7. I love making your blog the first part of my mornings. This was so wonderful. I anxiously anticipate what thoughtful and deep topics with a wonderful recipe combined. And I too wonder how to get better at waiting. Someone says to call back in 15 minutes. I do. And then they say call back later.

    You know I don’t think I’ve ever tried hazelnuts. Almonds and walnuts definitely, but not hazelnuts. I’ll let you know how this works out in my blender, if it doesn’t break or I might have to go with the mortar and pestle to have a small fix. Hehe.

  8. What a beautiful, beautiful post. So timely for me. Thank you for reminding me not to waste any of the time that is given to me and to really enjoy it. And of course, what could be better than homemade nutella while waiting? Wonderful.

  9. Whitney, Yessss. Exactly.

    Lisa, The first time I had it was in Europe when I was about 17 (I want to say it was in Germany?) and I was unimpressed, ha! It took a few years but I became a full-on superfan. Hearing that your grandparents brought it back from Italy makes me wonder when Nutella became available in the States? I’m sure glad it did!

    Angela, Like Baci chocolates? That was ALWAYS the kind of gelato I got in Italy. Mmmm. Do it! Also – I know what you mean about drifting from morning reading. I have been working through the Bible this year but I do it strictly at night. It had seemed before that if I did it in the morning, I rushed or got distracted or couldn’t focus. But maybe I should try it again, what with all my free time!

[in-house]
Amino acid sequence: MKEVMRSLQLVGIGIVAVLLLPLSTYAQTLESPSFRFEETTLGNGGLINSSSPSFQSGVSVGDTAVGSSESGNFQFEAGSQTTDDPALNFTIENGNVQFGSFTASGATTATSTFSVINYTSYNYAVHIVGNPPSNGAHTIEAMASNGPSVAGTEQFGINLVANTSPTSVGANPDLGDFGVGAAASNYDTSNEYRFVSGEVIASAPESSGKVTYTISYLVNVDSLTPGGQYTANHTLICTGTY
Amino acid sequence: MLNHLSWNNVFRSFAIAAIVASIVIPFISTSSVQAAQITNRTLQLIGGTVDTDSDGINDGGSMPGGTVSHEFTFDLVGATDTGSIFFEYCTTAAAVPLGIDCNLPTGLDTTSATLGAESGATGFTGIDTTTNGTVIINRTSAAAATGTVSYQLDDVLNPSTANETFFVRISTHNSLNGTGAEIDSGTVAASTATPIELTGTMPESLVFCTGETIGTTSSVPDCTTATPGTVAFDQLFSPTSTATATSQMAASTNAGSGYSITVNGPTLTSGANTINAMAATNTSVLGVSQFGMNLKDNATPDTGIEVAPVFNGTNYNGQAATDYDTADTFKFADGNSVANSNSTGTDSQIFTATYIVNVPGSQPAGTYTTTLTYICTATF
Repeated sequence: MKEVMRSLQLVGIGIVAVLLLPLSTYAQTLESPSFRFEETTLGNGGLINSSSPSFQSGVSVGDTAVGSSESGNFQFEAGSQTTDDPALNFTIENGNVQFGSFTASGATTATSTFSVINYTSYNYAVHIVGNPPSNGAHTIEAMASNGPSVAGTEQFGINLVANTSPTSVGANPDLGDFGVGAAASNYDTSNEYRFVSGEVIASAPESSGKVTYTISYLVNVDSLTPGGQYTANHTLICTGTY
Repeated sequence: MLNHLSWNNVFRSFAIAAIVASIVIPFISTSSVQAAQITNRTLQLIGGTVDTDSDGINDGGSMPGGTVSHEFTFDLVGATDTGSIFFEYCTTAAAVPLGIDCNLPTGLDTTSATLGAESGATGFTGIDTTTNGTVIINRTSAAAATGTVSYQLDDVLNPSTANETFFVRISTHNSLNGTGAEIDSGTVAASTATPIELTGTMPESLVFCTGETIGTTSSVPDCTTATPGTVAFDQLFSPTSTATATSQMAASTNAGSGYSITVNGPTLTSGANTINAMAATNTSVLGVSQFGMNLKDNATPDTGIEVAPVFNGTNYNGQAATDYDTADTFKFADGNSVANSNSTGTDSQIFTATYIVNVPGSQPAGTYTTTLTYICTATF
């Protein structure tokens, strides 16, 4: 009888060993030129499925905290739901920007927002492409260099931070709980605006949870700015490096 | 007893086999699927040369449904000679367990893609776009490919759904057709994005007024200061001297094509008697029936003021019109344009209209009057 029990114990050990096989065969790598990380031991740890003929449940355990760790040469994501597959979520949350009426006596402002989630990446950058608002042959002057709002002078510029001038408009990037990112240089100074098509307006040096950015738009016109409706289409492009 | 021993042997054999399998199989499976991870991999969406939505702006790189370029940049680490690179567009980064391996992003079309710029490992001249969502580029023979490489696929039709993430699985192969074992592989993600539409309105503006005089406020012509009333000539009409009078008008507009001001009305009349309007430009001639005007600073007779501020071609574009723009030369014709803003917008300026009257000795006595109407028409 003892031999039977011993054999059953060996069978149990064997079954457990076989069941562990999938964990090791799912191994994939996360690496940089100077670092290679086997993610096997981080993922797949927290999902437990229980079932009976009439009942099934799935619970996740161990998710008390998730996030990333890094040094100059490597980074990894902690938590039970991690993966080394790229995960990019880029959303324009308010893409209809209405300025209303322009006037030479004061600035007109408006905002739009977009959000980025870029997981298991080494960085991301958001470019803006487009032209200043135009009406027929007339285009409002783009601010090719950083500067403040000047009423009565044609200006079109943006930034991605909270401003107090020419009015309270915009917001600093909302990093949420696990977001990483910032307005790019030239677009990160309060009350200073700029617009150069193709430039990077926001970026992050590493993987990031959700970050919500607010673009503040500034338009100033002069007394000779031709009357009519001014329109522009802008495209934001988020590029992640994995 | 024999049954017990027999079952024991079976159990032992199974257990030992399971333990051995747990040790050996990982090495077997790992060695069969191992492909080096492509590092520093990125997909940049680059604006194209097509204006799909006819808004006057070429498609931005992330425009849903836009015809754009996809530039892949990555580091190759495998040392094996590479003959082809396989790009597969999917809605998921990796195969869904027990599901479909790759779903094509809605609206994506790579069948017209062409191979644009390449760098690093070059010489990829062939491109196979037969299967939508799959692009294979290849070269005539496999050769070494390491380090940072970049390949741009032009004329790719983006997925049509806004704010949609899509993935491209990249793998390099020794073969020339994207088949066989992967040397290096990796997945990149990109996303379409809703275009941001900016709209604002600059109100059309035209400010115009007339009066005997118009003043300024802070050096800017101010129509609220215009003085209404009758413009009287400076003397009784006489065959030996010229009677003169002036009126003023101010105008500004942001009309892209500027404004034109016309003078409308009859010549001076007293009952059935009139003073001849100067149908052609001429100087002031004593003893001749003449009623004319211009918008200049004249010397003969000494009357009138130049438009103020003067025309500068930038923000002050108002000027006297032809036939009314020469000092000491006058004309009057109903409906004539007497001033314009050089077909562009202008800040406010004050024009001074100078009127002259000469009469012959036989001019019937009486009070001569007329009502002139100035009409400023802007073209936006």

MaryAnn, My mouth is watering, and it is past 10 PM. That sounds delicious!

    Jacqui, Yep, you can find it most anywhere! Usually by the spreads (like jellies and peanut butter). Tell me what you think!

    Annie, What a sweet comment. You don’t know how much it encourages ME to hear someone else who relates. Thanks!

    Mara, Thank you so much – and wise words. Waiting is refining and rewarding. Very true.

    Misty, Ha! Thank you!

    Kendall, That is what I try anyway. It is def a process! Thanks for the encouragement.

    Janet, Do you use your mortar and pestle often? I’ve thought of getting one but so far have told myself I don’t need it… but they look so cool! Thanks, as always, for your sweet comment!

    Tammy, Thank you! I love how you said that: “not to waste any of the time that is give to me” – exactly! I want that, too.

  10. I’m already almost to work by the time you wake up. And I’m talking the wake up time you don’t like, an hour before your alarm.
    In fact, I’m at work now, at 7:18am. And I’ve been up for 2 1/2 hours already. I also went to bed at about 11:30pm.

    I now feel like I need more sleep. And Nutella. I have to say, I really like the stuff you buy, I’ve never had homemade. What is the difference in taste, texture?

  11. It’s so true a lot of life is waiting — some days (many days) I am better at it, able and willing to savor the moments. This makes up for the times I am impatient and wondering about the what-next. I think I shall have to make this to help with those moments — thank you.